As I entered a screening of Bad Blood at this year’s Knoxville Horror Film Festival, my expectations seemed easy to meet: Don’t take yourself too seriously, deliver on the promise of wacky and over-the-top practical FX, and make me smile from time to time. Now that it’s over, I’m happy to report that the film delivers on each and every one of those expectations. Even so, I left the theater feeling slightly deflated. While Bad Blood is a fun watch when amongst the perfect midnight movie crowd, it leaves a bit to be desired in terms of narrative and tonal commitment.

Writer/Director Tim Reis doesn’t hide the fact that budgetary constraints kept him from shooting the werewolf film that was originallyintended.  But that didn’t stop him from using everything you know about classic werewolf flicks and turning it into a batshit-crazy amphibious nightmare. In hindsight, I find this choice to be a breath of fresh air–even if it wasn’t the original plan. Something about the creature design works remarkably well. It’s silly and slimy, and simply cool to look at. I’ve never seen anything like it, and I believe that’s important. From a creature FX standpoint, Bad Blood knocks it out of the park, but things start to get a bit murkier after that.

From a creature FX standpoint, Bad Blood knocks it out of the park.

The performances turned in by our main cast are about what you’d expect from such a small scale project. The weird thing is: they actually get better as the movie progresses. I’m not sure if the film was shot in chronological order or if I simply acclimated as a viewer, but we definitely end in a far greater place than we begin. A special nod to Grayson Thorne Kilpatrick who’s fucking hilarious without even trying and Mary Malloy who evolves quite well and shines in the film’s first transformation sequence.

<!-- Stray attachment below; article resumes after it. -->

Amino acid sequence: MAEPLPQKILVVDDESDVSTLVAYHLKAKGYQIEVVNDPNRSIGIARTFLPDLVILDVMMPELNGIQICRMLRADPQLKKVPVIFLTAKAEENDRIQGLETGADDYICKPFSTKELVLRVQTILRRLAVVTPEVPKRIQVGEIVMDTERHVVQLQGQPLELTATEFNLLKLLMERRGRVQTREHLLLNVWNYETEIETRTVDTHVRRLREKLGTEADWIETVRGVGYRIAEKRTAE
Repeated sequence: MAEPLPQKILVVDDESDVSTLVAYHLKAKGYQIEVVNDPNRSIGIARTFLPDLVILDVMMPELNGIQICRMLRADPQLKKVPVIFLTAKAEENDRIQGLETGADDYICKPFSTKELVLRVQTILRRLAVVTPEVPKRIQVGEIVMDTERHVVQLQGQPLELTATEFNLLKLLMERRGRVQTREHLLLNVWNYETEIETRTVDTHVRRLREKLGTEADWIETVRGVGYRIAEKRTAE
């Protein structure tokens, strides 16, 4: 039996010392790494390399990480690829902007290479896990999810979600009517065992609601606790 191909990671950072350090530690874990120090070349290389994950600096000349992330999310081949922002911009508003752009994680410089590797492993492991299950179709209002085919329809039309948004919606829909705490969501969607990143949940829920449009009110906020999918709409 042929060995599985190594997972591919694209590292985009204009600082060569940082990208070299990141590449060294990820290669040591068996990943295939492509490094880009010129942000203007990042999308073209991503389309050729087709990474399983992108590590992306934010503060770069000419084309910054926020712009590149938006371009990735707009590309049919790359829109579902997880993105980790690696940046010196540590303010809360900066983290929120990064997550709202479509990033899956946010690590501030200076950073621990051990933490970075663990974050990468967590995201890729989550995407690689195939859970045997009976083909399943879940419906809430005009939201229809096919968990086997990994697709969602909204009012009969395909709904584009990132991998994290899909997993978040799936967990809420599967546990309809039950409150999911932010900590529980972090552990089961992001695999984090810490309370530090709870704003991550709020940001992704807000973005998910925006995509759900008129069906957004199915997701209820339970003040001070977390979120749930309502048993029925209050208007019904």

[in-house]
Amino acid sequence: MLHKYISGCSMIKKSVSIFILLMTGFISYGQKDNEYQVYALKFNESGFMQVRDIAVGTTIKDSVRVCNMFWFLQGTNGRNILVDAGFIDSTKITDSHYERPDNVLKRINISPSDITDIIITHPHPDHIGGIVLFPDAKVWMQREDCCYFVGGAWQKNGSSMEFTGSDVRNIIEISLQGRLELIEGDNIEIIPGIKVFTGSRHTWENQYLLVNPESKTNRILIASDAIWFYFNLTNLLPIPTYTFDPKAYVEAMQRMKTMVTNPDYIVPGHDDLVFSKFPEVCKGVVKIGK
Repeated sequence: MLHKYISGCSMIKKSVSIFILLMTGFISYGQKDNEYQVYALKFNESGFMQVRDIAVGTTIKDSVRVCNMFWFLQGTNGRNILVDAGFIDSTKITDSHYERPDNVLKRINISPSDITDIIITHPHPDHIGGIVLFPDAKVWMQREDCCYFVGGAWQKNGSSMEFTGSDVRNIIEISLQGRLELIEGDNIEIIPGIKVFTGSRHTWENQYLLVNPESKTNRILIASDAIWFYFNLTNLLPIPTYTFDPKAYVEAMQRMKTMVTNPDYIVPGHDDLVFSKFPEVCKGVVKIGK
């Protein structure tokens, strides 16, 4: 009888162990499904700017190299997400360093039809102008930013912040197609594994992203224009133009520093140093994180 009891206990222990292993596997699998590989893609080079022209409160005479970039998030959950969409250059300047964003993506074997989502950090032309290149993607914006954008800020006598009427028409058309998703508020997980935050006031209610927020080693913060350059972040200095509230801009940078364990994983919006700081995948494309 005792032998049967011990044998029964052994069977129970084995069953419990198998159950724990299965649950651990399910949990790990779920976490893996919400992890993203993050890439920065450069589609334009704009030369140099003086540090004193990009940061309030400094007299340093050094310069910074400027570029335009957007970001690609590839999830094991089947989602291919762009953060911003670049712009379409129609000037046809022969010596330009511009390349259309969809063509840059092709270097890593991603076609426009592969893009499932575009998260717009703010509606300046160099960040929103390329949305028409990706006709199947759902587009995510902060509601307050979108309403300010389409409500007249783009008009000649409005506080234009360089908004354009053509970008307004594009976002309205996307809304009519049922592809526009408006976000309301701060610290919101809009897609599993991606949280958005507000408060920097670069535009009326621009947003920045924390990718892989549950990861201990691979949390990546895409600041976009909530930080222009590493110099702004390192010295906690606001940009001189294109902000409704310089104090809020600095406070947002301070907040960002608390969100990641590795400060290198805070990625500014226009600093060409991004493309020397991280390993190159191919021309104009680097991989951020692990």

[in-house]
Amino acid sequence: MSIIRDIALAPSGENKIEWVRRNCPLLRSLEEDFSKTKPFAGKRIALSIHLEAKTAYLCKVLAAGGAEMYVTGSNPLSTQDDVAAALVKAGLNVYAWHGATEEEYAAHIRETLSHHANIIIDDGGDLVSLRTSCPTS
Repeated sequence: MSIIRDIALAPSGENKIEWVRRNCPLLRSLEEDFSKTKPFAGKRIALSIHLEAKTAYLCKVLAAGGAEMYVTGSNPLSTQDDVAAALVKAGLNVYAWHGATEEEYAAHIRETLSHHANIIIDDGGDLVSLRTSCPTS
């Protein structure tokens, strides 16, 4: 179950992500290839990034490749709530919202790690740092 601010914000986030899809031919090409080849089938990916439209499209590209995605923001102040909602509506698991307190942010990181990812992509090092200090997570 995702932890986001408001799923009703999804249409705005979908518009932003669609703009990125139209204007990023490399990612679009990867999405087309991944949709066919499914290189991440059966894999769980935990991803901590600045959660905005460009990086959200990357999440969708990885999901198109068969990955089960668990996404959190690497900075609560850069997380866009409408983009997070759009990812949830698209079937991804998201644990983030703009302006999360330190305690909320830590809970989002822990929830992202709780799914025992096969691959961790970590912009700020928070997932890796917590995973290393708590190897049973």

But all of these successes aren’t quite enough to completely satisfy.

But all of these successes aren’t quite enough to completely satisfy. Reis has been attached to some amazing films in the past in various roles, but the end result in his directorial debut is inconsistent. Shots range from drop-dead-gorgeous to borderline amateur from one scene to the next. These little things, like the camera visibly shaking during a certain automobile scene, really pull the viewer out of what should have been an absolute blast from start to finish. The man has a knack for spotting talent in genre films and a passion for practical FX; these are things that are in short supply these days, and that makes Reis valuable. I’m confident that the tonal swings and inconsistencies behind the lens will improve with time.

For now, that leaves Bad Blood as a slightly less version of what it could have been. It’s still a fun watch with some amazing kills and FX, but a lack of commitment in its narrative make it feel slightly confused as an overall product. Worth a one time watch for the FX alone.

Bad Blood screened at the 2016 Knoxville Horror Film Festival.